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Minorities Hit Hard by COVID-19, More Children Getting Sick

Racial disparities are showing as minorities are disproportionately becoming infected with COVID-19, and despite information to the contrary, children are becoming infected and are capable of infecting adults.

woman wearing face mask against covid
The rates of COVID-19 infection are disproportionately affecting minorities, which underscores the need to address inequities in health care, according to the Infectious Diseases Society of America. And despite claims to the contrary, the disease is infecting children, some of whom are becoming seriously ill.

According to researchers from the Carlson School of Management at the University of Minnesota, Black, Latino, American Indian and Alaskan Native people were hospitalized for COVID-19 in disproportionate numbers to white people in 12 states that were analyzed in a two-month period from April to June.

During that period there were 48,788 cumulative COVID-19 hospitalizations in Arizona, Indiana, Kansas, Massachusetts, Minnesota, New Hampshire, Ohio, Oregon, Rhode Island, Utah, Virginia and Washington. The study found that the hospitalization rate for white people was substantially smaller than for minorities.

For instance, Black people accounted for 31.8 percent of hospitalizations in Ohio, where they account for just 13 percent of the population.

“We know based on data that the disproportionately affected communities are Black and brown communities — basically Hispanic and African American and to some extent Asians — and these disparities have existed for a long time,” said Dr. Tina Tan, a fellow at the Infectious Disease Society of America.

“These individuals tend to be more economically disadvantaged, they live in more crowded housing conditions, they tend to be in areas where they rely on public transportation to get to work, so they tend to be essential workers,” Tan said.

They also live in places considered to be “food deserts,” where it’s hard to get to a grocery store or to a pharmacy, and they tend to have a higher incidence of underlying conditions, such as obesity, high blood pressure, heart problems and asthma, all of which exacerbate the intensity of COVID-19 infections.

They also live in crowded conditions, and if one family member is infected with the disease it is difficult or impossible for other family members to socially distance and protect themselves from the virus.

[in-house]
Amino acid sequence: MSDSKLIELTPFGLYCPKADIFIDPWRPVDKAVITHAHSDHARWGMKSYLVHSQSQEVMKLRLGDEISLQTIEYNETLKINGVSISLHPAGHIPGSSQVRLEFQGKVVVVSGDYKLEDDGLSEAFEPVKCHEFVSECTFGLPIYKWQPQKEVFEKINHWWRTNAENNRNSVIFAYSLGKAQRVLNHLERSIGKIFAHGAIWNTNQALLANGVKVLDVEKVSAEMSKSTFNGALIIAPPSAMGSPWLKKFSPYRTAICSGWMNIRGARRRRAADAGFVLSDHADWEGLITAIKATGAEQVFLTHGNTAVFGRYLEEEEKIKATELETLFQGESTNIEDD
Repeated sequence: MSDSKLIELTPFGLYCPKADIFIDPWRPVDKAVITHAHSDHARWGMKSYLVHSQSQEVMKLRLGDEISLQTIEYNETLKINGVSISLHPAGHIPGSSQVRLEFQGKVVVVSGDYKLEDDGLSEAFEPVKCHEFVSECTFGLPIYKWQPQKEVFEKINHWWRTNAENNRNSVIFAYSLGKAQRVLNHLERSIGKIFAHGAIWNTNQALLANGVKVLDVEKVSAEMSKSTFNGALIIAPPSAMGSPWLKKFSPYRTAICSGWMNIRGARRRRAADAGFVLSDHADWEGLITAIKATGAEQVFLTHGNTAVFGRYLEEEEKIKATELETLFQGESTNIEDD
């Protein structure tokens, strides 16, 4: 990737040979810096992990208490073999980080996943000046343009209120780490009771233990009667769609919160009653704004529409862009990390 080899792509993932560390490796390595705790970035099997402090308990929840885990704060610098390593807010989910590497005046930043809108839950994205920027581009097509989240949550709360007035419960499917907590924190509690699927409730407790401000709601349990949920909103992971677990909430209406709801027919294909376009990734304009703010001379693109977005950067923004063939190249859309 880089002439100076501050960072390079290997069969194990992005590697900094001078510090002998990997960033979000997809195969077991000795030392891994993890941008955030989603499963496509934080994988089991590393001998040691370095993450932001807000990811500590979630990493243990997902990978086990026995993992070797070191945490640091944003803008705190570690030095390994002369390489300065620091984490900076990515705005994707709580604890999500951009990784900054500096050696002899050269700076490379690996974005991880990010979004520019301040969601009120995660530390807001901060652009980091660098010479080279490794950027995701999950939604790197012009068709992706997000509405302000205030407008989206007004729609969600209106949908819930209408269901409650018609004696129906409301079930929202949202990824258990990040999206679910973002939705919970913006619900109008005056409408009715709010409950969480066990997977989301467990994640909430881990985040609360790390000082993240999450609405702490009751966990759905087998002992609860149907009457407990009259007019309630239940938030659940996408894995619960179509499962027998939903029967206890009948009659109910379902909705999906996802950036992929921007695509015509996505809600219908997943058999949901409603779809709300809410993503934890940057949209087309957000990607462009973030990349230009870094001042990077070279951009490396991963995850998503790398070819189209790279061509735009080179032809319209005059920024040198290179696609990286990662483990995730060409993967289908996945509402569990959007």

And they don’t have access to the same levels of health care as others, including testing for COVID-19. “So if these individuals are unable to get tested, even though they are sick and exposing other people in the community, then you have a surge of cases occurring,” Tan said.

And because these individuals often live in communities where health-care facilities are limited, they can overwhelm those facilities, which then have to transfer patients to neighboring facilities, overwhelming other communities.

“If we don’t put in place measures that address some of these disparities up front," Tan said, "this is going to continue to occur and we know that the disease is surging in rural communities where there’s not enough testing."

Tan said there has also been much false information about children and their resistance to COVID-19. In fact, children are becoming infected and seriously ill and they are infecting adults.

“A misconception that is surging is that children don’t get sick from COVID, or that if they do get sick it’s just like a cold and will go away and they won’t get seriously ill,” Tan said. “We’re starting to see an increase in the number of children that are more severely affected by COVID, especially with the Multisystem Inflammatory Syndrome in Children. And there are more kids who are dying from COVID. There is a subset of kids that gets very sick from COVID and the bad thing right now is we don’t have the ability to predict who is going to get sick from it.”

Tan said what’s needed until a vaccine and treatments are developed is a universal masking mandate and an emphasis on social distancing.